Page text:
Mazur: Families of rationally connected subvarieties


This is joint work with Graber, Harris, and Starr.

Throughout, we let $ k$ be any finite field and $ K$ a field of transcendence degree $ 1$ over $ \mathbb{C}$. We have two classical results, due to Chevalley-Warning and Tsen, for $ k$ and $ K$, respectively: a hypersurface of low degree has a rational point; a hypersurface of low degree $ X$ is one with $ \deg X \leq \dim X+1$.

Inspired by these theorems, one (i.e. Artin) defines a field $ F$ to be quasi-algebraically closed if every hypersurface of low degree over $ F$ has a $ F$-rational point. In view of resent results due to Kollár, Kollár-Miyaoka-Mori, and Graber-Harris-Starr, we ask similar questions not for hypersurfaces but for certain other classes of varieties.

We generalize the notion of hypersurfaces of low degree to rationally connected varieties over $ \mathbb{C}$ which are projective and smooth: a variety $ X$ is rationally connected if for any two points $ p,q \in X$, there exists a rational curve $ C \subset X$ with $ p,q \in C$. Rationally connected varieties are closed under birational transformation, products, domination (if $ X \to Y$ is dominant, and $ X$ is rationally connected, then $ Y$ is rationally connected), and specialization. This is a much better class of varieties than, say, rational varieties (consider the difficulty in determining which cubic $ 4$-folds are rational).

There is another candidate for a generalization of hypersurfaces of low degree: a variety $ X$ over $ F$ is $ \mathscr{O}$-acyclic if

1, & i=0 \\
0, & i>0.
\end{cases} \end{displaymath}

Rationally connected varieties are $ \mathscr{O}$-acyclic.

The only rationally connected curves are rational curves; the only rationally connected surfaces are rational surfaces. However, there are $ \mathscr{O}$-acyclic surfaces which are not rational, e.g. Enriques surfaces.

Theorem. If $ X$ is a smooth hypersurface over $ \mathbb{C}$, then it is equivalent for $ X$ to be of low degree, rationally connected, and $ \mathscr{O}$-acyclic.

Theorem. [Generalized Chevalley-Warning; Katz] Any $ \mathscr{O}$-acyclic variety over $ k$ has a $ k$-rational point.

Over $ \mathbb{C}$, and given an endomorphism $ f:X \to X$, one defines the Lefschetz number $ L(f)=\sum (-1)^i {\mathrm{tr}}(F\vert H^i)$; this complex number measures the fixed point locus of $ f$. Over a finite field, the Lefschetz number counts the number of fixed points, at least modulo $ p$; one computes that the Lefschetz number is $ 1 \bmod p$.

For the generalization to rationally connected varieties over $ K$, a variety $ X$ over $ K$ can be thought of as a family of rationally connected varieties over a curve $ X \to C$. By family we always mean that although the base $ C$ might not be proper or smooth, the morphism is proper and generically smooth.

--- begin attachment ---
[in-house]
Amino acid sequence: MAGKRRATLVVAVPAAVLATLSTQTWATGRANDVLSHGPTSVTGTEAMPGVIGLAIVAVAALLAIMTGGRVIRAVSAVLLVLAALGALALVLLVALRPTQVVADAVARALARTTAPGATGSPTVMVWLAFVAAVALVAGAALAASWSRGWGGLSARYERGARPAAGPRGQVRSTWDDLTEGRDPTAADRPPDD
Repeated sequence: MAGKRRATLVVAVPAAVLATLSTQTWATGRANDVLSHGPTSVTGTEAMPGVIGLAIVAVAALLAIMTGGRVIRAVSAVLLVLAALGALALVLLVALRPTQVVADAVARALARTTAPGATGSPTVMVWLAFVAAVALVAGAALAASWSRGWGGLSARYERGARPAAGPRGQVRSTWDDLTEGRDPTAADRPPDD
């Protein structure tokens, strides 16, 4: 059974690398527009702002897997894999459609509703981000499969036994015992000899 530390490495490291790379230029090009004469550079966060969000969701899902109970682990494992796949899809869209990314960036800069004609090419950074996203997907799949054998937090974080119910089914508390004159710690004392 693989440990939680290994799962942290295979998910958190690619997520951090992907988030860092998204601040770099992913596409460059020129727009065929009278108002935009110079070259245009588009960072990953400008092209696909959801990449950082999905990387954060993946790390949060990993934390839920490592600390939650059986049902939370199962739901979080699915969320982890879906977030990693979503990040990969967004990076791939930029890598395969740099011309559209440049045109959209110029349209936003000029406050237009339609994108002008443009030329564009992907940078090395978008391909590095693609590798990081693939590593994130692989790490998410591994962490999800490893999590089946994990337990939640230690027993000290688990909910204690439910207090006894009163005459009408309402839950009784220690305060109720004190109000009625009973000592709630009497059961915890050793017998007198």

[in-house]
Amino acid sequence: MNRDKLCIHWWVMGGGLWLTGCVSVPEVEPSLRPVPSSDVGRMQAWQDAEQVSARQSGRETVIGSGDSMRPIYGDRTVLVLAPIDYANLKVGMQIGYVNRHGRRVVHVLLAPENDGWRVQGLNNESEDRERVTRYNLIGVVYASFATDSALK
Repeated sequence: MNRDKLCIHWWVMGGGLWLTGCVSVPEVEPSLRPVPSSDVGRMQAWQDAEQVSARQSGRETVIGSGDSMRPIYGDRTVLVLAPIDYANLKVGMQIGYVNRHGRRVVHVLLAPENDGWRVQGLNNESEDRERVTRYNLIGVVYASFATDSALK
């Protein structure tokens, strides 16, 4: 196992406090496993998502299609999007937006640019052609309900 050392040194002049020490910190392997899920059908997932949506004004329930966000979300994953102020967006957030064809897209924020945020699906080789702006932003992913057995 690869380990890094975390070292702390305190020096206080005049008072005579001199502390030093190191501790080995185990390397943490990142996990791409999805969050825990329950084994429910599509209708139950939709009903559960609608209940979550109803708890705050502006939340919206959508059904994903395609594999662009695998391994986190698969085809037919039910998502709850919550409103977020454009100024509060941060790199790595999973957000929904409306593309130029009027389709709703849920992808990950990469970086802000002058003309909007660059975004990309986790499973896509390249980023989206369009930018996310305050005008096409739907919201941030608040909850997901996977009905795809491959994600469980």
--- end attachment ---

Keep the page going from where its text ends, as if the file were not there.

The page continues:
Theorem. [Generalized Tsen; Graber, Harris, Starr] Any rationally connected variety over $ K$ has a $ K$-rational point.

A converse

Given a family $ X \to B$, a section is a triangle

$\displaystyle \xymatrix{
B \ar[r] \ar[dr]^{=} & X \ar[d] \\
& B. }$

We define a pseudo-section to be a triangle

$\displaystyle \xymatrix{
S \ar[r] \ar[dr] & X \ar[d] \\
& B;

where $ S \to B$ is a family of rationally connected varieties. Since a point is rationally connected, a section gives a pseudo-section.

We can rephrase the GHS theorem in this language as follows: If $ f:X \to B$ is a family with a pseudo-section, then its restriction $ f_C:X_C \to C$ to every smooth curve $ C \hookrightarrow B$ has a section.

Theorem. [Weak converse to GHB] If $ f:X \to B$ is a family such that every restriction $ f_C:X_C \to C$ for every smooth curve $ C \hookrightarrow B$ has a section, then $ f:X \to B$ has a pseudo-section.

This theorem is related to Lefschetz's theorem about $ \pi_1$ as can be seen by restricting attention to finite étale covers.


This theorem has application to finding varieties $ X/K$ with no rational point; in particular:

Corollary. There exists an Enriques surface over some $ K$ with no $ K$-rational point.

This is completely ineffective; an open question is to find the genus of the curve given by this counterexample.

Is there an Enriques surface over $\mathbb{Q}(t)$\ with no rational point over $\mathbb{C}(t)$?

Every Enriques surfaces over $ k$ has a point over $ k$; this is not the case over $ K$, so we have distinguished finite fields from function fields of transcendence degree $ 1$ over $ \mathbb{C}$. We ask: in the Artin-Lang philosophy, what kinds of varieties are cut out by $ \mathscr{O}$-acyclic varieties?

We have another corollary:

Corollary. A family of curves of genus $ 1$ over a base $ B$ has a section if and only if it has a section over every curve $ C \subset B$.

The corollary is clear: a family of curves of genus $ 1$ has no room for a pseudo-section.

Number Theoretic Applications

Now we consider $ \pi:X \to B$ a family defined over a number field; we say $ \pi$ is arithmetically surjective if and only if $ X(L) \to B(L)$ is surjective for all finite extensions $ L/F$.

If $ X \to B$ is a family of curves of genus $ \geq 1$, is it the case that arithmetic surjectivity is equivalent to the existence of a section over $ F$? This question is unapproachable in full generality.

Instead, let us take a very small fragment of it: let $ B$ be a nonempty open subset of $ \mathbb{P}^1$ over $ F=\mathbb{Q}$, $ X \to B$ a family of genus $ 1$ curves, we say it belongs to its Jacobian $ E \to B$. We consider quadratic twist elliptic pencils; given any $ E_1/\mathbb{Q}:y^2=g(x)$, we have the pencil $ E_t/\mathbb{Q}:ty^2=g(x)$. We have the problem: For all $ X \to B$ belonging to $ E_t$, is is true that arithmetic surjectivity holds if and only if a section exists? Work of Skinner-Ono can be used to establish this for all elliptic curves $ E_1/\mathbb{Q}$.

Back to the main index for Rational and integral points on higher dimensional varieties.